Chavez made angry many people in his homeland and other countries, the Novye Izvestia daily reported. Coming to power, he launched sweeping reforms, that is the Bolivarian Revolution. Chavez nationalized the oil industry, then allocated a larger part of petrodollars to the social programs, thanks to which he gained sympathies of the millions of poor Venezuelans for many years.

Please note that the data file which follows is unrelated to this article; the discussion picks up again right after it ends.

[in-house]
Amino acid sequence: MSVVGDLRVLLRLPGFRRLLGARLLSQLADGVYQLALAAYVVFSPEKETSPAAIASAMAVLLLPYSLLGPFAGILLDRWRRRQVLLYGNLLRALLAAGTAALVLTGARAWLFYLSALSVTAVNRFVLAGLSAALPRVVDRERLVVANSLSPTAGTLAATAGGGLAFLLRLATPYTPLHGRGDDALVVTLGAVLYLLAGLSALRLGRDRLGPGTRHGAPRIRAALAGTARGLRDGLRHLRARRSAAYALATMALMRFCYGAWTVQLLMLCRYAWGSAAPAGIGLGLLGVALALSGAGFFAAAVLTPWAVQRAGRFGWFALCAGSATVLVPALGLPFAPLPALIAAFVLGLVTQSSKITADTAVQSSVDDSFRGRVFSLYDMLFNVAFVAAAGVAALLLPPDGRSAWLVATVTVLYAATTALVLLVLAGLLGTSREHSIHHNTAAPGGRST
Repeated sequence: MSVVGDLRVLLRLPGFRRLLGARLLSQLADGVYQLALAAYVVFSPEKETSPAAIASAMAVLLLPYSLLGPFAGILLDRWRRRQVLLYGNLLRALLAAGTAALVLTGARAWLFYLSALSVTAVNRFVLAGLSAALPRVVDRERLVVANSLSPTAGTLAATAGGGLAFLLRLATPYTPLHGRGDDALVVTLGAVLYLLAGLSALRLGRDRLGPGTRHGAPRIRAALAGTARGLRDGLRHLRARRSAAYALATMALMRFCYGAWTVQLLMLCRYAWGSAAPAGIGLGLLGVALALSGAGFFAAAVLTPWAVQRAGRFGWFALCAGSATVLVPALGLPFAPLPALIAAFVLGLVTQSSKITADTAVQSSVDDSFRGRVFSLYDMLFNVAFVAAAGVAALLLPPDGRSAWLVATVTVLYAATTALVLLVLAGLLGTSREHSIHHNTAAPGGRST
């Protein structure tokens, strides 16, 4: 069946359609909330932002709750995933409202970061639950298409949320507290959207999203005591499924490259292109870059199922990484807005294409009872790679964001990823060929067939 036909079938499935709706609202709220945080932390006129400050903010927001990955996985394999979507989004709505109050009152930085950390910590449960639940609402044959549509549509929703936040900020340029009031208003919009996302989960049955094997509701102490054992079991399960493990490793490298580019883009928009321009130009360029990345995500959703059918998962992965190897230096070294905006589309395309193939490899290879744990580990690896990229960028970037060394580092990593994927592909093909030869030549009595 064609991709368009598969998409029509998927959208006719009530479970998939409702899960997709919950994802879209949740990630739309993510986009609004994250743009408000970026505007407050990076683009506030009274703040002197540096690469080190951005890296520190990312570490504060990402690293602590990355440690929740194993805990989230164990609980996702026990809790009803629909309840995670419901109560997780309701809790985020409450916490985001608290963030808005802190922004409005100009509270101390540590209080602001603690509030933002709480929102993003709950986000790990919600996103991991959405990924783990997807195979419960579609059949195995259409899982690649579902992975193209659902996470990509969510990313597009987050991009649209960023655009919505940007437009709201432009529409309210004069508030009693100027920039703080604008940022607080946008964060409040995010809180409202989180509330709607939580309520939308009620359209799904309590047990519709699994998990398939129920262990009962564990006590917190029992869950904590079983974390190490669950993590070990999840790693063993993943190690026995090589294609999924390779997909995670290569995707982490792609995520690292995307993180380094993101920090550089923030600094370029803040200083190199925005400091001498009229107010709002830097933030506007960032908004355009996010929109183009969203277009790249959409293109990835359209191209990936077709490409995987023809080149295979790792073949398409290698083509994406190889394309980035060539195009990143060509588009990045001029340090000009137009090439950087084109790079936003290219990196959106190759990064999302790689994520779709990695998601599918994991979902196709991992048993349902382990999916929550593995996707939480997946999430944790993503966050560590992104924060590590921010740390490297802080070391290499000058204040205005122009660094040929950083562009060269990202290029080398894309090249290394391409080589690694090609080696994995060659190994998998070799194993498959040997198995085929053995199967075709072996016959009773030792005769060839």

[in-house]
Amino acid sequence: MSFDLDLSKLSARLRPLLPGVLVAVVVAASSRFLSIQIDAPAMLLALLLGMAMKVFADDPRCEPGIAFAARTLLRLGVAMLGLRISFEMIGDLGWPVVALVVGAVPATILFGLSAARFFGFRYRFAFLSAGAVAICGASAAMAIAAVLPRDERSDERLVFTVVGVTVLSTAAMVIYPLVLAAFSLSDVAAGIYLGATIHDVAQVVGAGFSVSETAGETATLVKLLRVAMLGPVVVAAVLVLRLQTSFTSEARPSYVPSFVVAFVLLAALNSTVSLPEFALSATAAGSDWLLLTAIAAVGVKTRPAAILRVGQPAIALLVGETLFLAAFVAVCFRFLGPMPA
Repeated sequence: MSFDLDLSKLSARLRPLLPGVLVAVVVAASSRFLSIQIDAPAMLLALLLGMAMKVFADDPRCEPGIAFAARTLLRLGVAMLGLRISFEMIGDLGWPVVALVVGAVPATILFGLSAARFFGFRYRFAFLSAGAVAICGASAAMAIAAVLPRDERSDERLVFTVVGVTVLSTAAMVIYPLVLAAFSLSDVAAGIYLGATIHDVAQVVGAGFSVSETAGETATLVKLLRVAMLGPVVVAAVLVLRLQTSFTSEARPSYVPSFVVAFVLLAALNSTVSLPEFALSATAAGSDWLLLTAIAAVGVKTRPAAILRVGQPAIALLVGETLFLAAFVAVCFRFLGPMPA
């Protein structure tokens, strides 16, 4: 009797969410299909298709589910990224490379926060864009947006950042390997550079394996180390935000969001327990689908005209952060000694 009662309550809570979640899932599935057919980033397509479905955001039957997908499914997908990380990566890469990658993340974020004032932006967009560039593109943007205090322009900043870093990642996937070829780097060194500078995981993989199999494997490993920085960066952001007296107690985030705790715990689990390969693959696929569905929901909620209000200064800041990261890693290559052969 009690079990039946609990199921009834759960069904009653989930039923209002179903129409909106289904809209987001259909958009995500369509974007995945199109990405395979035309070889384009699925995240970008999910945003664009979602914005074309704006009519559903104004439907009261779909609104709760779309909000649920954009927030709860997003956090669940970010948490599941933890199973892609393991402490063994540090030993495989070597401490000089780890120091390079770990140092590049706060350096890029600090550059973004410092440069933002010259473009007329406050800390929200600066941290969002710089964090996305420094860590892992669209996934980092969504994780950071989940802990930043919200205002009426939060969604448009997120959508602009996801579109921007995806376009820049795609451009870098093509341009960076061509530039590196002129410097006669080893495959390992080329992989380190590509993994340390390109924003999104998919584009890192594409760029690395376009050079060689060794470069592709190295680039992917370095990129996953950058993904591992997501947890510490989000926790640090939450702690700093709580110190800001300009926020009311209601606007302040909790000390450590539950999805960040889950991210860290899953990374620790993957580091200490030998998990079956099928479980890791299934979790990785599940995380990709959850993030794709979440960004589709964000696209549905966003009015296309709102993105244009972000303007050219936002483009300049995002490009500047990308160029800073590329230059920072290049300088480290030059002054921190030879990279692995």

He infuriated Washington with his anti-American rhetoric, friendship with all U.S. enemies from Cuban leader Fidel Castro to Iranian President Mahmoud Ahmadinejad due to his ardent attempts to consolidate the Latin American countries, where the governments, which were formed from the leftwing forces, came to power one after another. His enemies were anticipating when finally this Communist populist politician (as a U.S. senator named him) will show his ‘true face’, wrapping up democracy and launching the policy of terror. Then, say, Chavez’s enemies will have free hands to take the same actions against Venezuela, as with other ‘villains’ from ‘the evil axis’: impose sanctions on the country and ‘democratize’ the country with the U.S. marines in any possible case. But this moment of truth did not come. Moreover, Chavez even did not leave the customary heritage of the dictators – multibillion bank accounts and luxurious palaces. The comandante lived on a moderate presidential salary of 485 dollars, which he set for himself.